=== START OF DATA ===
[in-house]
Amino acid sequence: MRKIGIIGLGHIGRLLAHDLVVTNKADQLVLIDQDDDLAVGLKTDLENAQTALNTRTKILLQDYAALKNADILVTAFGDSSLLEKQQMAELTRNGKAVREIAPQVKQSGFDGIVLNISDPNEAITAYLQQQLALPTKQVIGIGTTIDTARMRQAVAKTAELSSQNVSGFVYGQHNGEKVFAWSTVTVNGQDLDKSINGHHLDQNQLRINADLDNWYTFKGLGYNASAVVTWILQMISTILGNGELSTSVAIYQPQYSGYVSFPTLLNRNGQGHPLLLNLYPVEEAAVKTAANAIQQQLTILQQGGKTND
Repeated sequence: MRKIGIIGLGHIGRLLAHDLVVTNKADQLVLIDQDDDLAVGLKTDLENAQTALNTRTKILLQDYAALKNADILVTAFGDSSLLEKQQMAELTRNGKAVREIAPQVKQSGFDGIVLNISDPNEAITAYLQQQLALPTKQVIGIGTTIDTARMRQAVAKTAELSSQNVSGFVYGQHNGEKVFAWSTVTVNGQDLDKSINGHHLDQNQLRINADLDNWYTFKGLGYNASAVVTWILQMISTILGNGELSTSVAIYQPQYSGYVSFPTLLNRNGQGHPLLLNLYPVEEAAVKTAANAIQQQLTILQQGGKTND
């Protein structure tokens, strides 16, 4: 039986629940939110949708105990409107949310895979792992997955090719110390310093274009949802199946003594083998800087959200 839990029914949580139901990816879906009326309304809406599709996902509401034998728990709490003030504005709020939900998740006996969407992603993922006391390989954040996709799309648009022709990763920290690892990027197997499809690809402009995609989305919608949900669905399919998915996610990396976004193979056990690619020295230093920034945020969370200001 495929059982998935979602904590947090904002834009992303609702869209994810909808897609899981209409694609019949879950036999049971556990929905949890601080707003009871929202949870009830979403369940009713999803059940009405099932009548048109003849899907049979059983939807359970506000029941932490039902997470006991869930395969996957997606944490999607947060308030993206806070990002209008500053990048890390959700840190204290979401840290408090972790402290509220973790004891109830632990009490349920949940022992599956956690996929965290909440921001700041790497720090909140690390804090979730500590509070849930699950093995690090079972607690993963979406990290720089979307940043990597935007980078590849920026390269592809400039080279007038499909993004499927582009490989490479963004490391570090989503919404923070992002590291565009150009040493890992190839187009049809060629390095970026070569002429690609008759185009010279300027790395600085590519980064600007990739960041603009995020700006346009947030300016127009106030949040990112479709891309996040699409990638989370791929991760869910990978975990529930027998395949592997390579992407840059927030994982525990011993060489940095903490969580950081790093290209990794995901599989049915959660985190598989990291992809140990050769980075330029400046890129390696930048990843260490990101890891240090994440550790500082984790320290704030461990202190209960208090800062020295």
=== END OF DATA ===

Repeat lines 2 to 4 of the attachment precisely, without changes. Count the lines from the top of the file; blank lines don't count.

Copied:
Amino acid sequence: MRKIGIIGLGHIGRLLAHDLVVTNKADQLVLIDQDDDLAVGLKTDLENAQTALNTRTKILLQDYAALKNADILVTAFGDSSLLEKQQMAELTRNGKAVREIAPQVKQSGFDGIVLNISDPNEAITAYLQQQLALPTKQVIGIGTTIDTARMRQAVAKTAELSSQNVSGFVYGQHNGEKVFAWSTVTVNGQDLDKSINGHHLDQNQLRINADLDNWYTFKGLGYNASAVVTWILQMISTILGNGELSTSVAIYQPQYSGYVSFPTLLNRNGQGHPLLLNLYPVEEAAVKTAANAIQQQLTILQQGGKTND
Repeated sequence: MRKIGIIGLGHIGRLLAHDLVVTNKADQLVLIDQDDDLAVGLKTDLENAQTALNTRTKILLQDYAALKNADILVTAFGDSSLLEKQQMAELTRNGKAVREIAPQVKQSGFDGIVLNISDPNEAITAYLQQQLALPTKQVIGIGTTIDTARMRQAVAKTAELSSQNVSGFVYGQHNGEKVFAWSTVTVNGQDLDKSINGHHLDQNQLRINADLDNWYTFKGLGYNASAVVTWILQMISTILGNGELSTSVAIYQPQYSGYVSFPTLLNRNGQGHPLLLNLYPVEEAAVKTAANAIQQQLTILQQGGKTND
């Protein structure tokens, strides 16, 4: 039986629940939110949708105990409107949310895979792992997955090719110390310093274009949802199946003594083998800087959200 839990029914949580139901990816879906009326309304809406599709996902509401034998728990709490003030504005709020939900998740006996969407992603993922006391390989954040996709799309648009022709990763920290690892990027197997499809690809402009995609989305919608949900669905399919998915996610990396976004193979056990690619020295230093920034945020969370200001 495929059982998935979602904590947090904002834009992303609702869209994810909808897609899981209409694609019949879950036999049971556990929905949890601080707003009871929202949870009830979403369940009713999803059940009405099932009548048109003849899907049979059983939807359970506000029941932490039902997470006991869930395969996957997606944490999607947060308030993206806070990002209008500053990048890390959700840190204290979401840290408090972790402290509220973790004891109830632990009490349920949940022992599956956690996929965290909440921001700041790497720090909140690390804090979730500590509070849930699950093995690090079972607690993963979406990290720089979307940043990597935007980078590849920026390269592809400039080279007038499909993004499927582009490989490479963004490391570090989503919404923070992002590291565009150009040493890992190839187009049809060629390095970026070569002429690609008759185009010279300027790395600085590519980064600007990739960041603009995020700006346009947030300016127009106030949040990112479709891309996040699409990638989370791929991760869910990978975990529930027998395949592997390579992407840059927030994982525990011993060489940095903490969580950081790093290209990794995901599989049915959660985190598989990291992809140990050769980075330029400046890129390696930048990843260490990101890891240090994440550790500082984790320290704030461990202190209960208090800062020295």